Another company files for bankruptcy in the United States: Hertz. Hertz is the second largest company in the US car rental business. The coronavirus and debts bankrupted Hertz.

Hertz filed for bankruptcy protection on Friday against his inability to resist the coronavirus pandemic, which has paralyzed global travel and business for this indebted vehicle rental company for 102 years.

Creditors at the Estero, Florida-based company were unwilling to grant another extension to its debt payments beyond a deadline that expired on Friday, so the firm filed its documents with a Federal Bankruptcy Court in Delaware. AP reported.

Hertz and its subsidiaries will continue to operate, the company said in a statement. The main international regions where Hertz operates and the locations where it has franchises are not included in the bankruptcy support application, he added.

At the end of March, Hertz Global Holdings Inc. had a debt of more than $ 24 billion and had only $ 1 billion in cash on hand.

From the middle of that month, the company – whose car rental brands include Dollar and Thrifty – was left without any income due to the paralysis of trips due to the coronavirus, and in April began to stop making payments. Hertz has also had administrative difficulties, and on May 18 he named his fourth CEO in six years.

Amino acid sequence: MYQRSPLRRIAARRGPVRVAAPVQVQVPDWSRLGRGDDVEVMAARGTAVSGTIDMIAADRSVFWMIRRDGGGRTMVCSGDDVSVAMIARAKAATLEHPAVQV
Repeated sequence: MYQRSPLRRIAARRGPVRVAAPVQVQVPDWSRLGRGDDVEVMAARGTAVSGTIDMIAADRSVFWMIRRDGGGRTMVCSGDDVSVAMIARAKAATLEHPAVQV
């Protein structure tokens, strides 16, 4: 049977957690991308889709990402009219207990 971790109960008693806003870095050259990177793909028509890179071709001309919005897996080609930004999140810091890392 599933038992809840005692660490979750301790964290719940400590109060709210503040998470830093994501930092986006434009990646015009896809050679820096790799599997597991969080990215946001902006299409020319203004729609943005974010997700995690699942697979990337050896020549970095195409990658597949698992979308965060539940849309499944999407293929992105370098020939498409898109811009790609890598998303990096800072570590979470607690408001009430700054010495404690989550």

“No business is made to capture zero revenue,” former CEO Kathryn Marinello said during a conference call on May 12, referring to the company’s first-quarter cash inflows. “Company reserves can hold them only for a certain time.”

In late March, Hertz laid off 12,000 workers, licensed another 4,000, cut vehicle purchases by 90%, and canceled all non-essential expenses. The company said it would save $ 2.5 billion a year with these measures.

However, the cuts were adopted too late to save Hertz, the second largest car rental company in the country. It was founded in 1918 by Walter L. Jacobs, who started in Chicago with a fleet of a dozen Ford T-models. Jacobs sold the company, initially called Rent-A-Car Inc., to John D. Hertz in 1923.

In a note to investors in late April, Jefferies analyst Hamzah Mazari forecast that rival company Avis would survive the coronavirus crisis, and that Hertz had only a 50% chance “because it was slower in the decline of costs ”.

On May 18, Hertz appointed Paul Stone, then COO, as CEO, and announced that Marinello would leave the position and be on the company’s board of directors.

Telecommunications company Digicel files for bankruptcy

Jamaica-based telecommunications and entertainment company Digicel, which serves more than 20 islands in the region, Central America and Oceania, filed for bankruptcy reorganization in court Tuesday.

A Digicel spokesman said the New York filing to file for Chapter 15 bankruptcy will not affect the company’s operations in the 32 markets it serves from its headquarters.